SortedSet + Joda DateTime == danger

It's been quite a long time since I wrote something on this blog... Two things occurred that made me do this.
Firstly, I'm going to talk at Java Developer's Conference in Cairo and at Booster conference in Bergen next month, so I want to have some content when I put a link at my slides ;)
Secondly, last week I encountered really weird situation. In fact it was endless loop.
In was in rather critical place of our app and it was on semi-production environment so it was quite embarassing. What's more, the code was working before, it was untouched for about half a year, and it had pretty good test coverage. It looked more or less like this (I've left some stuff out, so now it looks too complex for it's task):

def findDates(dates:SortedSet[DateTime],a:List[DateTime])=
if (dates.isEmpty || dates.head.toMilis < date) {
(dates, a)
} else {
findDates(dates - dates.head, a+dates.head)

Just simple tail recursion, how can it loop endlessly? It turns out it can. Actually, for some specific data dates - dates.head == dates.
Why? The reason is DateTime is not consistent with equals. If you look into Comparable definition, it says:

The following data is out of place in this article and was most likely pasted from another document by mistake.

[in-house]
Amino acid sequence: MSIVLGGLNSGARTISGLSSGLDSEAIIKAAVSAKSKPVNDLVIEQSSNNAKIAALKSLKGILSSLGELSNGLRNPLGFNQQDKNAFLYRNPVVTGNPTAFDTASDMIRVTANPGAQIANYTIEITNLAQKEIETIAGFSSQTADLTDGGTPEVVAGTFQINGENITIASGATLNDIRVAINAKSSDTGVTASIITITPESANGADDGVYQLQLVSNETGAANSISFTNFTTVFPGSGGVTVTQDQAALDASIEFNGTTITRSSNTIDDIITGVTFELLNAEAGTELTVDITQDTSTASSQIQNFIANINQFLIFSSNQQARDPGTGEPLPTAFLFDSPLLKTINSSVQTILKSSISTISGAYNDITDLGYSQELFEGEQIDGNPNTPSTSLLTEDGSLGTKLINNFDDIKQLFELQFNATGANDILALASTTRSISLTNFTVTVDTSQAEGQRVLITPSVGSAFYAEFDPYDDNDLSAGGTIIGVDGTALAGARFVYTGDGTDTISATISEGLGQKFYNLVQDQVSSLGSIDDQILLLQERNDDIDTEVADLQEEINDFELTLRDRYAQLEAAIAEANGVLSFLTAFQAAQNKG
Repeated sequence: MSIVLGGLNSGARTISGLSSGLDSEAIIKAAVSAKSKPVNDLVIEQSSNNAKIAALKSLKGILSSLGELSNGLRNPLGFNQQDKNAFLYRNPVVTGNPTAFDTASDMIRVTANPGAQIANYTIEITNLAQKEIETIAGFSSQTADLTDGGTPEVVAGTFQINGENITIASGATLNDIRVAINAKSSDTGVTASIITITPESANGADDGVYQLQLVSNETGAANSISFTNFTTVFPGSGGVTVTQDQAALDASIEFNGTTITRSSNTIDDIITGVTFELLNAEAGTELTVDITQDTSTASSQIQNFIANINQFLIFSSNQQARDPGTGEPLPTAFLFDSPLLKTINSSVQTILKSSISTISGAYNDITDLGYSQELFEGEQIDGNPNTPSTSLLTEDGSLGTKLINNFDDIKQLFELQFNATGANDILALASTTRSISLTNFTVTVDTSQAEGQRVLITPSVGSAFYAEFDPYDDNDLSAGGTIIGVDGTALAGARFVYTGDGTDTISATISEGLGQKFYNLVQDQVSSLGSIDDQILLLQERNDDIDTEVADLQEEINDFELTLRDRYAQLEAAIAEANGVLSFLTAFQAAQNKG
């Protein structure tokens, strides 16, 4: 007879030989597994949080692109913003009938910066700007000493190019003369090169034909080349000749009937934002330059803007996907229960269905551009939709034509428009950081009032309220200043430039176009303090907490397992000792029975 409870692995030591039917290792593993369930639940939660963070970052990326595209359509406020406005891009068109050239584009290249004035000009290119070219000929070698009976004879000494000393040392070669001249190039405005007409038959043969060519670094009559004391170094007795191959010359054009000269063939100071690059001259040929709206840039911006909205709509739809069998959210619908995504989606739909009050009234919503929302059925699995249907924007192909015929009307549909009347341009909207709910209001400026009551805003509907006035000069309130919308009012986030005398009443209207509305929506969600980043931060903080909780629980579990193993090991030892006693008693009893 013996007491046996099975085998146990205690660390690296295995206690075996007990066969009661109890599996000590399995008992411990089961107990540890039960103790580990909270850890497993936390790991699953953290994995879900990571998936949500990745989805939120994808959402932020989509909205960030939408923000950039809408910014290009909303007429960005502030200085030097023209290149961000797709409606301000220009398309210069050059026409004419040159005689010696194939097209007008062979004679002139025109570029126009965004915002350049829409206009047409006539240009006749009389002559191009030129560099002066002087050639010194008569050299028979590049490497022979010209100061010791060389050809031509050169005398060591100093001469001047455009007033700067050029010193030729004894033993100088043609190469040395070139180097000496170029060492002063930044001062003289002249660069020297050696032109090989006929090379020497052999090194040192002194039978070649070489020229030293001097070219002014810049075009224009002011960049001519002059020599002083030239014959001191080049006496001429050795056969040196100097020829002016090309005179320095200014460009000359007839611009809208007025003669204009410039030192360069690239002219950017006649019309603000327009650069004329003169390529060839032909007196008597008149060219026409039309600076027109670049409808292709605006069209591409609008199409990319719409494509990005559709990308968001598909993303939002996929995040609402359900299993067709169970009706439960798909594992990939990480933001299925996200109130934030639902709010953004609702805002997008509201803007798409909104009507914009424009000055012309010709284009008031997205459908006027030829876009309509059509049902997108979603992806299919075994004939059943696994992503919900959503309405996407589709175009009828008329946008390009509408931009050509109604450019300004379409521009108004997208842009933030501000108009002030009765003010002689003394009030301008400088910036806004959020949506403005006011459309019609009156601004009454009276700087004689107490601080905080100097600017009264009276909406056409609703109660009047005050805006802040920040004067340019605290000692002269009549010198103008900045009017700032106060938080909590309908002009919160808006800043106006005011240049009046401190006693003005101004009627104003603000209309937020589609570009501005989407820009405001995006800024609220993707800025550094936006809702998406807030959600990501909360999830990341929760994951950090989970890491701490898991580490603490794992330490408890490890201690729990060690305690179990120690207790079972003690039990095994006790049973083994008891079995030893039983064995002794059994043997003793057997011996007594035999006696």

It is strongly recommended (though not required) that natural orderings be consistent with equals. This is so because sorted sets (and sorted maps) without explicit comparators behave "strangely" when they are used with elements (or keys) whose natural ordering is inconsistent with equals. In particular, such a sorted set (or sorted map) violates the general contract for set (or map), which is defined in terms of the equals method.
What does this mean? That you should only use sorted collections for classes that satisfy following:if a.compareTo(b) == 0 then a.equals(b) == true And in joda's DateTime javadoc you can read:
Compares this object with the specified object for ascending millisecond instant order. This ordering is inconsistent with equals, as it ignores the Chronology.
And it turns out that this was our case - in our data there were dates that were equal with respect to miliseconds, but in different timezones. What's more, not every pair of such dates can lead to disaster. They have to cause some mess in underlying black-red tree... The solution was to introduce some wrapper (we used it anyway actually) that defined comparison consistent with equality...